“One night, I went to bed and dreamed I was a woman.” She tilted her head and closed her eyes. “When I woke up, I found I no longer had a penis and balls. I had a furry bush where my balls and penis used to be.” Her eyes and mouth widened in surprise. “Yes, I had a vagina, and I decided to explore my new vagina.”
Smoke billowed from her mouth as she read in a peal of laughter, and witnessing her antics justified paper writing, and soon, the fun and money earned outstripped the banking job’s torment. Clearly, the job hindered the new career path and needed to go, and I would like to say I stormed into the bank and defiantly told them, “I quit!” Instead, several months passed before a night of drunkenness caused termination, but life progressed swimmingly anyway.
Like all good things, hot Italian love and term papers ended in time, with the beautiful Italian lover disappearing into the ether of young adulthood as work absorbed me. Paper writing was a thing of college, not a real job, and certainly not meant to be a career. In the aftermath of education, attempts to write books and publish met with defeat, and time wore on in a day-job doldrum that paid the bills and then some.
Eighteen years passed, and the career that once paid well caused much frustration with less money and ever-increasing hours. The “real” job betrayed me and from that treachery rose a vision of Mary Jane standing in her underwear, laughing and reading jock papers. Could it be the answer?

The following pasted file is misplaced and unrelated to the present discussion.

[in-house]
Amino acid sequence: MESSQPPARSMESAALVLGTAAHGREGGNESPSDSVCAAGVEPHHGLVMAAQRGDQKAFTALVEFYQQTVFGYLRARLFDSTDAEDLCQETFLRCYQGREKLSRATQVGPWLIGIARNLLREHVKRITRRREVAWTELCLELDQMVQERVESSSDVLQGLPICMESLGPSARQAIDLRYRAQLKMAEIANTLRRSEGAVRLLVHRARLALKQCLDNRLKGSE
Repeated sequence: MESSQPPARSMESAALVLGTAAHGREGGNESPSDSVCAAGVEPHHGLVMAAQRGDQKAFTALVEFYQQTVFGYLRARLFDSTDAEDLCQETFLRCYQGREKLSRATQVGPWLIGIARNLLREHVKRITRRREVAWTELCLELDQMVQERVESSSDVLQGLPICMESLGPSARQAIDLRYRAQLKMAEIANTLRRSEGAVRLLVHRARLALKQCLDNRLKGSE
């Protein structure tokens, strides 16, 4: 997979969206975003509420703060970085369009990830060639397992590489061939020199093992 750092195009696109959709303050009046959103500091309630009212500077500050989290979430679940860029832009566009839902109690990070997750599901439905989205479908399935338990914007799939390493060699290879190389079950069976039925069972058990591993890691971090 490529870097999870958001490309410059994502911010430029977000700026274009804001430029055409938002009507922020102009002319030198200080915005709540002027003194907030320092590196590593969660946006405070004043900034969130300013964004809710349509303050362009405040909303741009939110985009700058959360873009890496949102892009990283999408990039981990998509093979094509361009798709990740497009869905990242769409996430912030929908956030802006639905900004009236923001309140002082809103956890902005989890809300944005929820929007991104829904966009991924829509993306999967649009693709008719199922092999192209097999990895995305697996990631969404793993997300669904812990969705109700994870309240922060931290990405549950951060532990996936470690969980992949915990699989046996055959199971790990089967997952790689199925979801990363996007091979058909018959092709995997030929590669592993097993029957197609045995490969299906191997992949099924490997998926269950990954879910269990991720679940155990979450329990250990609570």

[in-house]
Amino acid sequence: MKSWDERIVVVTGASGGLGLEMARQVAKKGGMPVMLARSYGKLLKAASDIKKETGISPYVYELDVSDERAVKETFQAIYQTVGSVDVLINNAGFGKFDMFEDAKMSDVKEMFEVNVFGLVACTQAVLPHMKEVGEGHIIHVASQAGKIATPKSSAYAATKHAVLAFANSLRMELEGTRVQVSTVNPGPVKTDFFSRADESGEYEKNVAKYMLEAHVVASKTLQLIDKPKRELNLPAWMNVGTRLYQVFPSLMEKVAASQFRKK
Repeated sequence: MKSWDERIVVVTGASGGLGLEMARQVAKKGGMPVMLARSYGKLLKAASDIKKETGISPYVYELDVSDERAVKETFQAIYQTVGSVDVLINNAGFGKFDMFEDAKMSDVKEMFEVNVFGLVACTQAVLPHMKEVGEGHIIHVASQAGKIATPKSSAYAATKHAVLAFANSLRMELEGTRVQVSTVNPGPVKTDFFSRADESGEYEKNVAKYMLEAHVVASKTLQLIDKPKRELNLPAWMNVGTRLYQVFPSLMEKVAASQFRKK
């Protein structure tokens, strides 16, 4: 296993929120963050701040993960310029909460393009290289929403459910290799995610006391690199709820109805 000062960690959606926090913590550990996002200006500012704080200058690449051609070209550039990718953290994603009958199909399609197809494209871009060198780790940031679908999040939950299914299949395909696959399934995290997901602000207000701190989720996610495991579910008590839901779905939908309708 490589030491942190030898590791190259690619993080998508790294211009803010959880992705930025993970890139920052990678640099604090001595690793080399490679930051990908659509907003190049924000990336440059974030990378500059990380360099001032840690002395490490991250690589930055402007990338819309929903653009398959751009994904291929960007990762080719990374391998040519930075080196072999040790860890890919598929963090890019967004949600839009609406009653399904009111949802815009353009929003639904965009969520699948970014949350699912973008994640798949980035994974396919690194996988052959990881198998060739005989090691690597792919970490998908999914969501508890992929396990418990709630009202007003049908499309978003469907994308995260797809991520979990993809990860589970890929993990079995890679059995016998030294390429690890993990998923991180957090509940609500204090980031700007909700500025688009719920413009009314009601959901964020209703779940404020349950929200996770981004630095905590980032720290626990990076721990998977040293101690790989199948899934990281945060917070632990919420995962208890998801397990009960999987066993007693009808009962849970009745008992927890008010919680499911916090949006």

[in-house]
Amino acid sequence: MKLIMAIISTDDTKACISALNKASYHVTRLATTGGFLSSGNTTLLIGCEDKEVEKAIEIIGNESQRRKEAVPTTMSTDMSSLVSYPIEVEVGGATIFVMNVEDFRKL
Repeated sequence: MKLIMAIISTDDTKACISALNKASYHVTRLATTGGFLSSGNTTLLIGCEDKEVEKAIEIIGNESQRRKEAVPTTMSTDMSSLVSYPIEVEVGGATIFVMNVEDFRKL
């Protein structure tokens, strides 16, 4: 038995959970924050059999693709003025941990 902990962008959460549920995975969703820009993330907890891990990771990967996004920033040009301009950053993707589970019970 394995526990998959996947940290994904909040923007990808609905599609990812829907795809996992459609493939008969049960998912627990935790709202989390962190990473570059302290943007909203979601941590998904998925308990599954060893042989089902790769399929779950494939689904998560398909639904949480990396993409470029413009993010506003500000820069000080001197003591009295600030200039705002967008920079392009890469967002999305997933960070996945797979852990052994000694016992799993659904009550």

The world changed since the eighties, with the new millennium bringing an internet gold-rush promising riches for those willing to stake a claim. An ad on Craigslist and a post to Myspace soon filled the inbox with papers to write for college students, and once again, more money came from essays than a shitty full-time job.
I would love to tell you I walked into work and told them, “I quit.” Not doing this, I instead pushed all the buttons to piss them off, which resulted in a firing and the victory of proudly collecting unemployment alongside fellow pieces of shit. In a stroke of luck, the Great Recession began, and unemployment extended, providing a bonus to paper writing. Life was good again.
Once established as an author of term papers, I embarked on an internet search for new ways to enterprise on laziness and ignorance. Betty’s voice echoed from the past, “If you want to earn money writing, then give them what they want — smut.”
The WEB unveiled the porn market that needed writing to gain traffic from search engines, and so began smut authorship of substantive content article after article,
How to pick up any hot woman.
Gain three inches in three weeks.
Blonde threesomes made easy.
Your girlfriend is cheating, but you secretly like it.
Don’t be fooled! Bigger is better.